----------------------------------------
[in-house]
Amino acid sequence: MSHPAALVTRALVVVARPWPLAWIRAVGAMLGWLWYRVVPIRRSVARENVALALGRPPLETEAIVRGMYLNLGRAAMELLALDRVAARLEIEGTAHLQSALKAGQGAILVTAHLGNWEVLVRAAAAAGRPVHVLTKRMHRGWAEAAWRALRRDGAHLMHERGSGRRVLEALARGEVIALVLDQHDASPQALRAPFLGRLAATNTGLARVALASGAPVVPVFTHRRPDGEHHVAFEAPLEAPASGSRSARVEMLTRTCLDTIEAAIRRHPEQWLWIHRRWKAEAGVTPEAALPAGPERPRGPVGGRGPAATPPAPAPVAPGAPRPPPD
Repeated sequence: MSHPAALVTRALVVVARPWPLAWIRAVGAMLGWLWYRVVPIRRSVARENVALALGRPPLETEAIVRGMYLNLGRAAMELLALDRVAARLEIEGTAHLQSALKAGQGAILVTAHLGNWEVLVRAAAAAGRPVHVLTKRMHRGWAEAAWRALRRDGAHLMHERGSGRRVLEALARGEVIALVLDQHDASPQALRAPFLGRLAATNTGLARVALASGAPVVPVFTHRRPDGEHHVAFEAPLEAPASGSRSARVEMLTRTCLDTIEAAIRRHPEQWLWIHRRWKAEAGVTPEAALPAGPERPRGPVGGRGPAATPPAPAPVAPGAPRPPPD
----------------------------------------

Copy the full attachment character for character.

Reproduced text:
[in-house]
Amino acid sequence: MSHPAALVTRALVVVARPWPLAWIRAVGAMLGWLWYRVVPIRRSVARENVALALGRPPLETEAIVRGMYLNLGRAAMELLALDRVAARLEIEGTAHLQSALKAGQGAILVTAHLGNWEVLVRAAAAAGRPVHVLTKRMHRGWAEAAWRALRRDGAHLMHERGSGRRVLEALARGEVIALVLDQHDASPQALRAPFLGRLAATNTGLARVALASGAPVVPVFTHRRPDGEHHVAFEAPLEAPASGSRSARVEMLTRTCLDTIEAAIRRHPEQWLWIHRRWKAEAGVTPEAALPAGPERPRGPVGGRGPAATPPAPAPVAPGAPRPPPD
Repeated sequence: MSHPAALVTRALVVVARPWPLAWIRAVGAMLGWLWYRVVPIRRSVARENVALALGRPPLETEAIVRGMYLNLGRAAMELLALDRVAARLEIEGTAHLQSALKAGQGAILVTAHLGNWEVLVRAAAAAGRPVHVLTKRMHRGWAEAAWRALRRDGAHLMHERGSGRRVLEALARGEVIALVLDQHDASPQALRAPFLGRLAATNTGLARVALASGAPVVPVFTHRRPDGEHHVAFEAPLEAPASGSRSARVEMLTRTCLDTIEAAIRRHPEQWLWIHRRWKAEAGVTPEAALPAGPERPRGPVGGRGPAATPPAPAPVAPGAPRPPPD